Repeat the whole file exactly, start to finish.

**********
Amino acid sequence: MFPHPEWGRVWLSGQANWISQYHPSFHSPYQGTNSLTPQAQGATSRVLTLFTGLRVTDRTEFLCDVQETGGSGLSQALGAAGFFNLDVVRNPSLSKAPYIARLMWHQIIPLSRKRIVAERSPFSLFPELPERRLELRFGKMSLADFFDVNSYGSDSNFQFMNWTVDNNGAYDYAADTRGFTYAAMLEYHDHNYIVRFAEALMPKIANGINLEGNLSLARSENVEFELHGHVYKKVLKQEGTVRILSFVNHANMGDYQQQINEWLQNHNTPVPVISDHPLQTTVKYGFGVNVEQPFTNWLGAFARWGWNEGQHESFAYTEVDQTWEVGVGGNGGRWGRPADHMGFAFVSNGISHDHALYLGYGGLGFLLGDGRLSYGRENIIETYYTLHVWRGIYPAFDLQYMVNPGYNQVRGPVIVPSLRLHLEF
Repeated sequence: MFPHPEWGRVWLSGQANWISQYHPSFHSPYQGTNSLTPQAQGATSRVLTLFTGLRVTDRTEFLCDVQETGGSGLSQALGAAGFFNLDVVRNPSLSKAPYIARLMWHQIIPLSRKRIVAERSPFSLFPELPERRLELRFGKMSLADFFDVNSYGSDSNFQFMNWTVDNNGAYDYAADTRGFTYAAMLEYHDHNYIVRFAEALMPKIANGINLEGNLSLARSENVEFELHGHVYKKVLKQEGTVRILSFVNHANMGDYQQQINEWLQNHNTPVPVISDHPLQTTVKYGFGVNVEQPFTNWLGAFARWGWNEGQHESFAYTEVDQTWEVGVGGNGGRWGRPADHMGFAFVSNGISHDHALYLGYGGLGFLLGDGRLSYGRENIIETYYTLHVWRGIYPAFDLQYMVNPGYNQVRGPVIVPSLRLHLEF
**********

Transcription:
Amino acid sequence: MFPHPEWGRVWLSGQANWISQYHPSFHSPYQGTNSLTPQAQGATSRVLTLFTGLRVTDRTEFLCDVQETGGSGLSQALGAAGFFNLDVVRNPSLSKAPYIARLMWHQIIPLSRKRIVAERSPFSLFPELPERRLELRFGKMSLADFFDVNSYGSDSNFQFMNWTVDNNGAYDYAADTRGFTYAAMLEYHDHNYIVRFAEALMPKIANGINLEGNLSLARSENVEFELHGHVYKKVLKQEGTVRILSFVNHANMGDYQQQINEWLQNHNTPVPVISDHPLQTTVKYGFGVNVEQPFTNWLGAFARWGWNEGQHESFAYTEVDQTWEVGVGGNGGRWGRPADHMGFAFVSNGISHDHALYLGYGGLGFLLGDGRLSYGRENIIETYYTLHVWRGIYPAFDLQYMVNPGYNQVRGPVIVPSLRLHLEF
Repeated sequence: MFPHPEWGRVWLSGQANWISQYHPSFHSPYQGTNSLTPQAQGATSRVLTLFTGLRVTDRTEFLCDVQETGGSGLSQALGAAGFFNLDVVRNPSLSKAPYIARLMWHQIIPLSRKRIVAERSPFSLFPELPERRLELRFGKMSLADFFDVNSYGSDSNFQFMNWTVDNNGAYDYAADTRGFTYAAMLEYHDHNYIVRFAEALMPKIANGINLEGNLSLARSENVEFELHGHVYKKVLKQEGTVRILSFVNHANMGDYQQQINEWLQNHNTPVPVISDHPLQTTVKYGFGVNVEQPFTNWLGAFARWGWNEGQHESFAYTEVDQTWEVGVGGNGGRWGRPADHMGFAFVSNGISHDHALYLGYGGLGFLLGDGRLSYGRENIIETYYTLHVWRGIYPAFDLQYMVNPGYNQVRGPVIVPSLRLHLEF